Readers who are 18 or older: Can you think of a few pretty big things you had to learn the hard way but could have been prepared to handle with some classes and discussion growing up?

Oh, parents are supposed to do that?  And when will they get to that with kids already in school 7 hours a day, then doing extracurriculars, and then homework?  And also… Where and when did the parents get to learn all that good stuff?  Yeah, they (we) didn’t either.

Self-awareness, self-development, mental/emotional health, conflict resolution are–if you are lucky–hobbies you can take up if you have the initiative, the time, and are lucky enough to be aware of them.

Let’s look at the world today.  Are we lacking in commerce, in industry?  Hmm, I don’t think so.  Are we lacking in kindness, fairness, generosity, maturity, and harmony?  (Ya think?)  ESPECIALLY in the world of business.

What would business (not to mention politics) look like if every single child spent 30% of their classroom time learning how to be mentally/emotionally healthy by handling stress as well as how to just get along with others?  Not to mention simple ethics whether in the workplace or in one’s personal life.

Honesty

Responsibility

Conflict Resolution

Non-Violent Communication

Fairness

Compromise

Relationship Skills–even romantic relationships (yeah, teenagers are in them)

How to Create Life balance–including work, health, social life, recreation

Spirituality (gasp!)

What would happen if we learned about history through the perspective of humans and characters, rather than simply facts, chronology, and date memorization?

Who are we sending out into the world to rule corporations and countries when they have never, ever even thought about these things?

In my opinion, learning facts and figures and reading is relatively simple.  Assuming the person is of average health and intelligence, it is a straightforward process.  But answering the really tough questions that the newly adult-ed and independent 18-year-old now deals with daily is a different matter.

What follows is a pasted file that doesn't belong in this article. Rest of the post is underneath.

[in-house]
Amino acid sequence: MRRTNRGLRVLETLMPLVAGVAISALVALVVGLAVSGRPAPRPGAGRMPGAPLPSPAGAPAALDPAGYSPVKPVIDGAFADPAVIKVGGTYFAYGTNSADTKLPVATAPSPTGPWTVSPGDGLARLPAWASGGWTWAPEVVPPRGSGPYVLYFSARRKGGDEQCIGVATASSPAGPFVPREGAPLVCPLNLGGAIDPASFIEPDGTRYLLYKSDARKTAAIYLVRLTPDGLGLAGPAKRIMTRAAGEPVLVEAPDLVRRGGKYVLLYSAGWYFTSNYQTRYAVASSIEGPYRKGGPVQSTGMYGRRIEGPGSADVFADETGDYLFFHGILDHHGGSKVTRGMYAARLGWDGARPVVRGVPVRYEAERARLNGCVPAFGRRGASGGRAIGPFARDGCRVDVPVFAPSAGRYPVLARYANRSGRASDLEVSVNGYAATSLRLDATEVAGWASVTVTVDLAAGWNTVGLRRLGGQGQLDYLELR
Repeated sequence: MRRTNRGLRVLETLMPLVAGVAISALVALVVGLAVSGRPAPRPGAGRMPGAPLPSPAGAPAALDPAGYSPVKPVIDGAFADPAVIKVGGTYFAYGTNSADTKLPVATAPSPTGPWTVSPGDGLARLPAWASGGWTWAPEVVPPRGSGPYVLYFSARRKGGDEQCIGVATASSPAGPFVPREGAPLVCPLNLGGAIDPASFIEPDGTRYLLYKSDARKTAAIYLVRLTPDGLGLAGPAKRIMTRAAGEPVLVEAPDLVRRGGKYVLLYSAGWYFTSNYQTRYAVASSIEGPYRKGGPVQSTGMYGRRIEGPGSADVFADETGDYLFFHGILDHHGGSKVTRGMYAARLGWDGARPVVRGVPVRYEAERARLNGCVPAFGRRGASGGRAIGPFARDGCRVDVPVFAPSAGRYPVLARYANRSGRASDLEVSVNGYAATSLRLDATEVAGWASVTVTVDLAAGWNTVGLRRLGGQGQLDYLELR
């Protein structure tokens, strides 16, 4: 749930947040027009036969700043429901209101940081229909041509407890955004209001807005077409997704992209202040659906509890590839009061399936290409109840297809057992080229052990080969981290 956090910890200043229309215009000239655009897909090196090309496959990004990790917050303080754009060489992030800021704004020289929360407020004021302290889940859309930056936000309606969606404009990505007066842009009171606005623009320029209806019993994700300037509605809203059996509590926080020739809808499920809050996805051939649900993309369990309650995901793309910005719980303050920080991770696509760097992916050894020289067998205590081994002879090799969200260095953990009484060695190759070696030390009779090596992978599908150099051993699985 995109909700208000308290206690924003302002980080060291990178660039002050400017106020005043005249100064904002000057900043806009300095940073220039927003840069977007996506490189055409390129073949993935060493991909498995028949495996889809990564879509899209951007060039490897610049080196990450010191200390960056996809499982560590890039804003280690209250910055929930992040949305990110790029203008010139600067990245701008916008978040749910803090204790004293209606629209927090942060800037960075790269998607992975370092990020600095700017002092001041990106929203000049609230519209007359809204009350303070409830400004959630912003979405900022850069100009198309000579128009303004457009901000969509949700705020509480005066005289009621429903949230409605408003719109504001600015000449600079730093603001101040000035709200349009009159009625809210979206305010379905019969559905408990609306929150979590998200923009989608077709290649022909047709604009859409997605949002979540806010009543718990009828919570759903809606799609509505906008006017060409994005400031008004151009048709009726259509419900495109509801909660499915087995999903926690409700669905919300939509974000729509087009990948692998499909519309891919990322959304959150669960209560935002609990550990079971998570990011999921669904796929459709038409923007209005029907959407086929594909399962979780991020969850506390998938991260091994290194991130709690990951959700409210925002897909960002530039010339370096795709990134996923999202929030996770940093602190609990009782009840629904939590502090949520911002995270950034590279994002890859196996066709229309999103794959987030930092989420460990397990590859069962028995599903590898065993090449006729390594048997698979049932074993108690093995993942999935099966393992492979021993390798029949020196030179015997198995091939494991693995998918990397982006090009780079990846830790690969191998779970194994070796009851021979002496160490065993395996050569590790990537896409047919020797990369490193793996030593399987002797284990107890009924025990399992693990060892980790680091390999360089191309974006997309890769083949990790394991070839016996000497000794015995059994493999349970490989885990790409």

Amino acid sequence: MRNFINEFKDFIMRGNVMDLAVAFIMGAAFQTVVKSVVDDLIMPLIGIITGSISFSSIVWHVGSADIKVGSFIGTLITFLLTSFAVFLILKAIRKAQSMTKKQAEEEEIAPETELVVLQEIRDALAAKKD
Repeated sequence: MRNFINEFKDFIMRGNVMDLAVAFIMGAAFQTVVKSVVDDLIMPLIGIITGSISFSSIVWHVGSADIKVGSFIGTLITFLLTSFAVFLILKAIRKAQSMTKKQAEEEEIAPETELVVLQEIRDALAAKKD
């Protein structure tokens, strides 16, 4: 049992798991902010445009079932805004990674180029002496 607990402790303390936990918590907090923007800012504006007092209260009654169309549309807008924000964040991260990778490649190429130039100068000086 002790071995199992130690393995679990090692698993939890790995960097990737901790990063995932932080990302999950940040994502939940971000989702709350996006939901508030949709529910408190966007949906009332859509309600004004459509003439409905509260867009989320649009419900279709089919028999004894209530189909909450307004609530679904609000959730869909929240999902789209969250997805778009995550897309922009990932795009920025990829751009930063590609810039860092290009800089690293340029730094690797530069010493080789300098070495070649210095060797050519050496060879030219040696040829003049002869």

What is the difference between right and wrong?  Is this relationship healthy or toxic?  Am I normal or do I need help?  Now that’s messy!  That’s difficult.

Without kids and young people understanding the real complexity of life and what they can powerfully contribute to society by upholding high personal standards–and just taking care of their health on all levels, we are NOT sending them into the world prepared.  And we are not building our future and culture for a better tomorrow in the least!

The purpose of life is not to get a good job, but may involve one.  You will need a source of income, and that has to be planned out worked toward.  Career success is awesome.  It’s fun, it’s fulfilling, it’s good for us.  But goodness, it’s not everything.

What do you think?  Is our education balanced appropriately between character and career success?  Leave your comments below!